Tucked away in a cinematic locale, this B.C.–based rainforest retreat puts nature first.
Picture if you will a tiny, idyllic collection of nine cozy wooden cabins, nestled in a small coastal bay near the base of Mount Stephens in British Columbia’s Great Bear Rainforest. Surrounded by local wildlife, giant cedars, and a cascading waterfall that supplies clean drinking water and green energy, these accommodations are so remote that they are only accessible by float plane or helicopter. This isn’t the introduction to David Attenborough’s newest nature special (though an episode of Boston Legal was once filmed here). It’s the day-to-day backdrop of Nimmo Bay Resort, and it’s breathtaking.
Originally founded in 1980 as a sports-fishing lodge, Nimmo Bay has more recently evolved into a sustainability-focused luxury retreat that offers world-class wilderness, culinary, and wellness experiences in the midst of 50,000 square miles of pristine forest, mountains and water. (Nimmo became the B.C. government’s first official Stewardship Partner of this expanse of land in 2005.)
Nimmo has always been a family affair. And to say owners Craig and Deborah Murray are “outdoorsy” wouldn’t really be doing their story justice: Bonded by their mutual love of nature, the Murrays had long planned to raise their family in harmony with the natural world. They towed a float-home to Nimmo Bay and set up a simple fishing lodge — their first guests arrived in 1981. (As legend has it, Craig installed the resort’s current hydroelectricity system by himself, barging a 1,500-pound water turbine during the highest tide of the year.)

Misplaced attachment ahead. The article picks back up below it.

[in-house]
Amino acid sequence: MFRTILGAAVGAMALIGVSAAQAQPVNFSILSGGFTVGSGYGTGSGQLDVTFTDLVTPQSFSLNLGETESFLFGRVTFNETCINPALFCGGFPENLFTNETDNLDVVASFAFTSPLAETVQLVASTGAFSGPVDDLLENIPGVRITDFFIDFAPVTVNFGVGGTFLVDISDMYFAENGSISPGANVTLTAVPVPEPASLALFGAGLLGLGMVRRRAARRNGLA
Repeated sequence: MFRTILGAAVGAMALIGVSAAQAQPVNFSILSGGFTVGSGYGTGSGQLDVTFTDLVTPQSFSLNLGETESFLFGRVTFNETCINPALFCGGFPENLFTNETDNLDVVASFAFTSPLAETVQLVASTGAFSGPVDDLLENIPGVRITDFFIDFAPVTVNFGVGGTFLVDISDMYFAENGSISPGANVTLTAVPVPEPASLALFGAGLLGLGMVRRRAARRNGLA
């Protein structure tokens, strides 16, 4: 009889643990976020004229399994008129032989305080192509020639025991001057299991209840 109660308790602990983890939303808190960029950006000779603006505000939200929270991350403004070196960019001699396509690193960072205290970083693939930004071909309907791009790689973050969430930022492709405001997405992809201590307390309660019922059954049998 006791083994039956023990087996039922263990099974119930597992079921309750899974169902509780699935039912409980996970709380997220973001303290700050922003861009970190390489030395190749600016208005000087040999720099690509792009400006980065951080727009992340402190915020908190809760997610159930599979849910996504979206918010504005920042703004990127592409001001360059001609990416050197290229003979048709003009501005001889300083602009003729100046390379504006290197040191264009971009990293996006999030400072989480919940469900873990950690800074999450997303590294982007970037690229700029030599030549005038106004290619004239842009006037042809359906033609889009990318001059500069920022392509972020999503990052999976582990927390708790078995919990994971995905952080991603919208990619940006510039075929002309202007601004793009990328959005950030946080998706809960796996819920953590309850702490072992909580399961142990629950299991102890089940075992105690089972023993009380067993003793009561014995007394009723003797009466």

Since the resort was overtaken by the Murrays’ oldest son, Fraser, and his wife, Becky, Nimmo Bay’s amenities have expanded far beyond fishing — though guests still enjoy catch-and-release access to the area’s salmon and trout. Whale-watching, mindful hiking, glacier-trekking and spelunking in karst caves are just some of the excursions on offer, but guests keen to stay closer in-land can simply launch a kayak from, quite literally, their doorstep and explore the local flora.
For all of its relaxed elements — yoga facilities, wellness treatments, and waterfall-side hot tubs — one thing the team and Nimmo Bay takes very seriously is its relationship with its natural surroundings. Everything from its cabin amenities to its power grid are designed to be as low-impact as possible to its surrounding vulnerable ecosystem.
Speaking of greenery, chef David Hassell sources much of his seasonal culinary inspiration from the local landscape, incorporating foraged flowers, berries, roots — as well as meatier options, like wild Pacific salmon, albacore tuna, and Dungeness crab — into the dishes at Nimmo Bay’s new floating restaurant, Little River. This year, Nimmo Bay will launch its own online store, intended to promote Canadian-owned businesses that share the Murrays’ passion for sustainability. Per usual, they’ll be keeping things local.
Made in Canada
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